Thirty-eight-year-old Anisur Rahman had decided to send his sister BDT 10,000 through a bKash outlet on his way home from work. Eid was nearby and his sister needed some extra cash. Upon reaching the outlet, Anisur discovered that he was not the only one who urgently needed to transfer money. He was asked to write down his sister Jakia Sultana's account number and wait. A few minutes later, the agent informed Anisur that his money had been transferred and asked him to call Sultana to confirm.
When Sultana was called, she told her brother that she had received a text from bKash but was yet to check it. Barely seconds later, Sultana received a call from an unknown number. The person at the other end told her that he had mistakenly sent her BDT 15,000 instead of BDT 10,000 and then asked her to send BDT 5000 back immediately.
The stranger asked Sultana to hurry up since her brother, Anisur, was waiting at the bKash outlet, adding that he couldn't call her since he did not have any balance on his phone. Sultana immediately returned BDT 5000 to the number that called her. However, moments later, Sultana got an SMS which showed that she had only BDT 5000 left in her account.
A shocked Sultana rang the caller back, only to find the number unreachable. When she narrated the entire incident to her brother, Anisur went back to the bKash outlet and confronted the agent. The agent claimed to know nothing about the incident and showed Anisur his call list and the messages that he had dealt with in order to prove that he had no involvement.
The case of Anisur and Sultana is not an isolated one. According the Dhaka Metropolitan Police (DMP), incidents like these spike right before Eid. Detectives arrested 14 members of a gang in and around the capital on August 29 involved with swindling BDT 13.50 lakh from hacking a bKash account.
Azharul Islam, Senior Assistant Police Commissioner, Cybercrime Investigation Centre (CIC), explains the process that these swindlers follow.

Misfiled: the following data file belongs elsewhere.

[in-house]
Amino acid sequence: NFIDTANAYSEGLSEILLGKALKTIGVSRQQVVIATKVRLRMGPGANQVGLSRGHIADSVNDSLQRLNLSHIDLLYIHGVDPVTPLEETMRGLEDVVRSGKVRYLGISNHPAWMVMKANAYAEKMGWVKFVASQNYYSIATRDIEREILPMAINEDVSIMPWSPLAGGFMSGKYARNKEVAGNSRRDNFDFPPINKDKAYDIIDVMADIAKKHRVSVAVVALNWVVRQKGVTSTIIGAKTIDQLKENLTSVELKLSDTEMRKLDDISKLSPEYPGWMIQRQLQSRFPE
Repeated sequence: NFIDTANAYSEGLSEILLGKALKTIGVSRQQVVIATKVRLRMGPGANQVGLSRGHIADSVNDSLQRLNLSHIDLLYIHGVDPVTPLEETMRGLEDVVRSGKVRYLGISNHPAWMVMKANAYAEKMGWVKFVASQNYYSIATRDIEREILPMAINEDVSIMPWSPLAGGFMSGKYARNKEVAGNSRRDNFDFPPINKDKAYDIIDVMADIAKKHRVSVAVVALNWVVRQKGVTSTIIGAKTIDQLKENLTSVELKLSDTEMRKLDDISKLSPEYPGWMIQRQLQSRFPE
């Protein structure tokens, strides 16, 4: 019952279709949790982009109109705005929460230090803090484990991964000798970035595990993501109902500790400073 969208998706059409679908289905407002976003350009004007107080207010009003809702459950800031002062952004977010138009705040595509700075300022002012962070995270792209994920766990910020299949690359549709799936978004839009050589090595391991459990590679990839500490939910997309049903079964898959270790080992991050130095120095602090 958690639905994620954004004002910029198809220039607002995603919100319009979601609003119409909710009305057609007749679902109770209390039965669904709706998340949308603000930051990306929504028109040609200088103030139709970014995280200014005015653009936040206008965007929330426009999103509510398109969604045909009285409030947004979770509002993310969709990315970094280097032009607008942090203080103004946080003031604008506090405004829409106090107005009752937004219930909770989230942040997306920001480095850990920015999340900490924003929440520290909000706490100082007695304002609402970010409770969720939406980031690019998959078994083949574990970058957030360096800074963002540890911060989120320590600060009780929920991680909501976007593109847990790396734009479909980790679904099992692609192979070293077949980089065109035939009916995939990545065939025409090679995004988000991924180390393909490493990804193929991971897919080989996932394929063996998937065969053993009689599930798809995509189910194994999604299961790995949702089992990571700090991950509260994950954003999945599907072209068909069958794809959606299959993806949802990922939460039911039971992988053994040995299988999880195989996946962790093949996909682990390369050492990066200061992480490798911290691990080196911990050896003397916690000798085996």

“There are a number of people who sit around at popular mobile banking outlets, waiting to take a picture of the register (which contains details of the transactions, such as the date, time, mobile number, transaction amount, etc.) and send it to their fellow gang members via Facebook Messenger, Viber or Whatsapp.
“They then start calling the numbers from different SIMs. Since the calls come almost immediately after a normal transaction, people tend to believe the story and send the money back without checking their account,” says Azharul.
Aside from this kind of incidents, the police have also recorded cases where victims get fake calls from people who claim to belong to well-known banks and telecom companies and state that they have won first prize in a lottery and that the winner needs to send a minimal amount of money to complete the formalities.
“On an average, we receive 30–40 complaints per month from people being cheated through various mobile banking outlets,” says Azharul.
Speaking to Star Weekend, Shamsuddin Haider Dalim, bKash's Head of Corporate Communications, explains that there is no way that the bKash server can be hacked.
“If the muggers want to withdraw or transfer money using a cloned or different SIM, the bKash account will be automatically closed,” says Dalim.
Dalim believes that if agents and account holders are more aware of the dubious activities that take place at times, the number of fraudulent activities can be decreased significantly. “We continuously train our agents and provide them with manuals on how to be safe while transacting money. Additionally, there are awareness building campaigns through mass and social media, like TVCs or newspaper advertisements so that the account holders can act wisely,” he says.
Mahbubur Rahman Alam, Assistant Professor of the Bangladesh Institute of Bank Management (BIBM) and a cyber security expert, however, is of the opinion that there just aren't enough awareness programmes to make the major stakeholders of the service conscious.
“It is said that there are trainings for the agents, but are those sufficient? We are happy that we have over five crore mobile banking account holders and seven lakh agents in the country, but do the authorities monitor these accounts properly? How can we get the necessary information from these accounts that are being misused?” he asks.
However, Dalim assures that bKash does monitor the activities of agents as well as customers through records of the transaction histories maintained by the data centre and the control room. bKash also preserves the hardcopy of the 'Know Your Customer (KYC)' forms that contain the personal information of the customers including photos and NID numbers.
Transactions through mobile banks have crossed the 1000-crore-per-day average June this year. Currently, 17 mobile financial service licence holders are in operation and two operators— bKash and Rocket—dominate 99 percent of the market share. These numbers are likely to increase in the near future and that means the sector needs to take mobile banking security to the next level.